Since its approval by the FDA in 1995, OxyContin® has become one of the most prescribed opioids. While this potent painkiller certainly helps patients, especially those suffering from chronic conditions, manage pain, it’s no secret that it’s also among the most commonly abused opioids. Unfortunately, it’s not rare for people to develop OxyContin® addiction.
Whether you’re battling OxyContin® addiction or want to learn how to recognize and prevent it, we’ve got you covered.
This article will cover everything you should know about OxyContin® addiction, from its causes and risk factors to its symptoms, prevention tips, and more.
What is OxyContin®?
OxyContin® is a strong prescription painkiller that contains oxycodone. As such, this medication belongs to the class of opioids and is prescribed to alleviate moderate to severe pain, usually when other types of painkillers don’t help.
While OxyContin® is a brand name, it is also often called “oxy,” “kicker,” “hillbilly heroin,” and “blue,” among other street names.
OxyContin® is only available in the extended-release formula. Unlike immediate-release opioids, this medication gradually releases oxycodone over a period of 12 hours following ingestion. Because of this, OxyContin® is often used for long-term pain management, but it can also be prescribed to patients who suffer from acute pain.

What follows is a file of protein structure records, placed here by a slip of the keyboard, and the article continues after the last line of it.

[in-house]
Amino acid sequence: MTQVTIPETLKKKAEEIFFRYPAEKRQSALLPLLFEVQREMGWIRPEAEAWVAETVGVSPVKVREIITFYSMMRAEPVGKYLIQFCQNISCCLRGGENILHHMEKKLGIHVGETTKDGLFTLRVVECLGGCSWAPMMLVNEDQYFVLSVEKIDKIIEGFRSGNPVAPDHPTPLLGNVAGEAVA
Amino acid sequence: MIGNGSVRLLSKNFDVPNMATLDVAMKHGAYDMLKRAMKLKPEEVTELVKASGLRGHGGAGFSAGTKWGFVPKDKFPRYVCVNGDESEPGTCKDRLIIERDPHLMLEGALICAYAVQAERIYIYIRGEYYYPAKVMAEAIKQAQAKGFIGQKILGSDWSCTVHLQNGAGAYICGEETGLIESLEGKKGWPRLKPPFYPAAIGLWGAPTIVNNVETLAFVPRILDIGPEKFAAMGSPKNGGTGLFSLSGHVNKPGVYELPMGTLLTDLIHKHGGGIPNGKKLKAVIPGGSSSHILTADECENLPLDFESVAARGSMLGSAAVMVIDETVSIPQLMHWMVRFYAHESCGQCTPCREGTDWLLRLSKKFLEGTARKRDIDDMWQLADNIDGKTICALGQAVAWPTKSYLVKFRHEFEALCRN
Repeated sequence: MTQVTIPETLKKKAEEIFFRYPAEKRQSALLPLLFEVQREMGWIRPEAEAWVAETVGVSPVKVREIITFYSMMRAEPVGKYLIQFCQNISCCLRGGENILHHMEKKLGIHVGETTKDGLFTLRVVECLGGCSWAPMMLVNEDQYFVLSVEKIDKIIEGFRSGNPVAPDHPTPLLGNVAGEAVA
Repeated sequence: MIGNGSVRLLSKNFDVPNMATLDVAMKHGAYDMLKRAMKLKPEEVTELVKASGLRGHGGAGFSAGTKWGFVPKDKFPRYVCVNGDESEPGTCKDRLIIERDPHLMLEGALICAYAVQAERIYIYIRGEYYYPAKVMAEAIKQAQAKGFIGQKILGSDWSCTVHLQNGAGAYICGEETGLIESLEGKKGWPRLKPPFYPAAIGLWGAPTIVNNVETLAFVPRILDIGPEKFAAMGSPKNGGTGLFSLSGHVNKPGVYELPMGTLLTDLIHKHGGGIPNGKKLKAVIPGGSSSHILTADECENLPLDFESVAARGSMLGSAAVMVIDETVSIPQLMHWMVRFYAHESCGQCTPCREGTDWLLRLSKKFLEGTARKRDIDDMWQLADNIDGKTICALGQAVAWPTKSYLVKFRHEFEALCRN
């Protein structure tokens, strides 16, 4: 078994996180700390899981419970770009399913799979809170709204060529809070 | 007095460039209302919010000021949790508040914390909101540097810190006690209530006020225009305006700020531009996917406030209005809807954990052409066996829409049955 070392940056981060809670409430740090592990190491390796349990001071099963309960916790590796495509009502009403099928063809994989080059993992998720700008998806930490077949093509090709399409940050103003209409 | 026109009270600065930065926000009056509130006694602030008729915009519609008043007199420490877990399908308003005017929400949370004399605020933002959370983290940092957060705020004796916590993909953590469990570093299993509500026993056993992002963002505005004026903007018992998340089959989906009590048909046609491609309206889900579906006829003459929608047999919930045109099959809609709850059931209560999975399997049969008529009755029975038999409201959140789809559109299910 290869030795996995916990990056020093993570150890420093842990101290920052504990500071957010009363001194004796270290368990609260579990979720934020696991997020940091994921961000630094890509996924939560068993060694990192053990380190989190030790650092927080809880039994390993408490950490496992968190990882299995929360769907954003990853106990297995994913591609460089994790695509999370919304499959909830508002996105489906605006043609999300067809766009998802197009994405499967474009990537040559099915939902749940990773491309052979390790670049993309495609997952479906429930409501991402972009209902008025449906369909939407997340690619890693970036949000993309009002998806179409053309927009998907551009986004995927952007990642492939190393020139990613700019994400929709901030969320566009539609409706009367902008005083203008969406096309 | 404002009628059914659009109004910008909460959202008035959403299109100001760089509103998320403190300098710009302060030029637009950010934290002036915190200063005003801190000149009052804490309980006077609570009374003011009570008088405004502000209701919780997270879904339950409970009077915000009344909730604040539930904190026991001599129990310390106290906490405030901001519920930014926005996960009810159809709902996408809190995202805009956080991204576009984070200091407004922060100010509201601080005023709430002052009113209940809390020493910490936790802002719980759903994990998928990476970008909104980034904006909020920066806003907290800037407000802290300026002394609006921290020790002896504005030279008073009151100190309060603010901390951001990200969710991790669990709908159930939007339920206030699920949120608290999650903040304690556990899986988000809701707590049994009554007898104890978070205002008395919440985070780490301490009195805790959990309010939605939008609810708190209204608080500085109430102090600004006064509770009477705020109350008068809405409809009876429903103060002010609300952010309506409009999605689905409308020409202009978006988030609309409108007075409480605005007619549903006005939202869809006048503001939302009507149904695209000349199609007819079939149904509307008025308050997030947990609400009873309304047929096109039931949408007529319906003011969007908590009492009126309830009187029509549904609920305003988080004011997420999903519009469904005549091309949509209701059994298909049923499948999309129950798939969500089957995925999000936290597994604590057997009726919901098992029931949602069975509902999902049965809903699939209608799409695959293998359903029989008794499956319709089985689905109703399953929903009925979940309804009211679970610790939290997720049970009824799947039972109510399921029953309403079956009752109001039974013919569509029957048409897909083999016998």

Like most opioids, OxyContin® falls into the Schedule II controlled substances category due to its high potential for severe abuse, physical dependence, and addiction.
OxyContin® Usage in the USA
Here are some statistics that can give you more insight into the prevalence, use, and abuse of OxyContin®:
- Nearly 12.3 million prescriptions of oxycodone, the active ingredient in OxyContin®, were issued to more than 4 million Americans in 2020, making it the 54th most prescribed drug in the U.S.
- In 2020, over 3 million Americans above the age of 12 misused oxycodone products, such as OxyContin®, making it the second most frequently misused prescription pain reliever.
- In 2021, 80,816 Americans died from an opioid overdose linked to natural and semi-synthetic opioids, which includes OxyContin®.
What Are the Effects of OxyContin®?
As an opioid medication, OxyContin® binds to opioid receptors and disrupts the transmission of pain signals between the body and the brain, thus relieving pain.